- Recognise what the food is and think about any experiences or memories you have had with the food. Smell the food under your nose and identify if the food has any aromas. Pay attention to how this experience affects your mouth and stomach.
- Slowly bring the food up to your mouth. Are you salivating? If you are, your body and mind are in anticipation of food. Slowly place the food in your mouth. Without chewing, keep the food on your tongue for about 10 seconds and explore the tastes and feelings of having the food in your mouth.
- Now prepare to chew the food, take a bite or 2 and pay attention to what happens in terms of taste and texture as you chew it. Slowly chew the food until you are ready to swallow it. Then pay attention to it travelling down to your stomach, and take some time to reflect on how the exercise felt for both your body and mind.
- How does the experience compare to the time you ate the first piece of food?
- Did anything interesting occur or surprise you about the exercise?
- What did you observe when you were examining the food? Think of your senses.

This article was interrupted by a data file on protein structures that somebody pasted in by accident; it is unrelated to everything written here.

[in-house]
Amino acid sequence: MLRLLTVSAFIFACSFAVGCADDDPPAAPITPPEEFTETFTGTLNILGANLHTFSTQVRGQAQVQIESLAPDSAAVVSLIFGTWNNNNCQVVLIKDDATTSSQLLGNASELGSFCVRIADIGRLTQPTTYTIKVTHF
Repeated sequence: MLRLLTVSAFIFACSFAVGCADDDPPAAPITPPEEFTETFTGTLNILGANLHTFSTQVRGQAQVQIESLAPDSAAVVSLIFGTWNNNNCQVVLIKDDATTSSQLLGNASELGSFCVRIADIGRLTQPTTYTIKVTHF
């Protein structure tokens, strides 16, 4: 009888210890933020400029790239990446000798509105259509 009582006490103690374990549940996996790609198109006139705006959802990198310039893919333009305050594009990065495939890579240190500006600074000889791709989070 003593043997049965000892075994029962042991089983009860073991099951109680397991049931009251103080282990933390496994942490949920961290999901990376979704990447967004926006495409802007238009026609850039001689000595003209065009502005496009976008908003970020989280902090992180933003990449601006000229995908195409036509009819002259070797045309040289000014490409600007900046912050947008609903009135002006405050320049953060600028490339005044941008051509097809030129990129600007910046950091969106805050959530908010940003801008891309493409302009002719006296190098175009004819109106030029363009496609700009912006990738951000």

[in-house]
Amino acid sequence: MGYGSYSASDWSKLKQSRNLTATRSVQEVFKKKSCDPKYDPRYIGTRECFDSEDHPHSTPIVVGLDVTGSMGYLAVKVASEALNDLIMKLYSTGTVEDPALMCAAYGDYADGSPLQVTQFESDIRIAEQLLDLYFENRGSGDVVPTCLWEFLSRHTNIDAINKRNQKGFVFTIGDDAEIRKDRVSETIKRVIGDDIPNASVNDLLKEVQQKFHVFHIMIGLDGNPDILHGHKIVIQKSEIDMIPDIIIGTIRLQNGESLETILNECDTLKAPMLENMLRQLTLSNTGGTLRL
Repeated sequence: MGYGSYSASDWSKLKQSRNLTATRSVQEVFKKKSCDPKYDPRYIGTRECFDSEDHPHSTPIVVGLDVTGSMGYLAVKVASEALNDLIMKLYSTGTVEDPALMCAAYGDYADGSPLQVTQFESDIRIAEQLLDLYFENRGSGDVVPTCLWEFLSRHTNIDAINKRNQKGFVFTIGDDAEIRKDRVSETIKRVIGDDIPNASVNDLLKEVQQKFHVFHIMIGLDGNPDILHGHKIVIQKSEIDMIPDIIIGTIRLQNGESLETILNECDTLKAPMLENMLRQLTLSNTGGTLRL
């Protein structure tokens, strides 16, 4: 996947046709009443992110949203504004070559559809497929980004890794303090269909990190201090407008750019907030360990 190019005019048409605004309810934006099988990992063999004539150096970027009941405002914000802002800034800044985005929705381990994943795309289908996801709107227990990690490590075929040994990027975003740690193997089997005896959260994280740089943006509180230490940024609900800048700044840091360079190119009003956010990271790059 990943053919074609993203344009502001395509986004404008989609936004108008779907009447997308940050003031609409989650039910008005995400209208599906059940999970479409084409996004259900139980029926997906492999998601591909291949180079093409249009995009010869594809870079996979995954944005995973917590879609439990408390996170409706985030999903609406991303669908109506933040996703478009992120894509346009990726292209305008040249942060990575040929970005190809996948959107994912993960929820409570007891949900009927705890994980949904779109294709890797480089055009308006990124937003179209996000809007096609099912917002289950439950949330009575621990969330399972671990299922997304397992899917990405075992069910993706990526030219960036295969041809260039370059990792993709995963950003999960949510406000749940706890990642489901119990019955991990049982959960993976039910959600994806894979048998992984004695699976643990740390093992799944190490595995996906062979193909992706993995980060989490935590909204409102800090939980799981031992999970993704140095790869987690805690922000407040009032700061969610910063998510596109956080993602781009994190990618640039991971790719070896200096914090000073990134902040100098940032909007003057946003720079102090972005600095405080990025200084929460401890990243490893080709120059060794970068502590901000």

- Did any memories develop about the food?
- What principles from this experience are you going to apply to eating in future?
If you swallowed the food whole on the first go, without even considering the food in terms of taste, smell, texture etc., then you’re not the only one. Don’t worry, there are plenty of books and tips for mindful eating; even just completing that exercise has probably taught you some of the core principles of mindful eating already!
Tips for mindful eating
- Eat slowly and remove all distractions from the area
- Engage all your senses to appreciate and be present with the food
- Think about how the food makes you feel
- Be aware of when you feel physically hungry and full
- Repetition is key – mindful eating works better the more often you practice it
- Sit down while you eat
- Serve the correct portions: Food portion control for weight loss and bulking – tips & gadgets
There are some excellent mindful eating books available, I’ve listed a handful that are almost guaranteed to lead to you to your goal for the long-term, whether it’s eliminating emotional eating, sticking to a meal plan or achieving weight loss: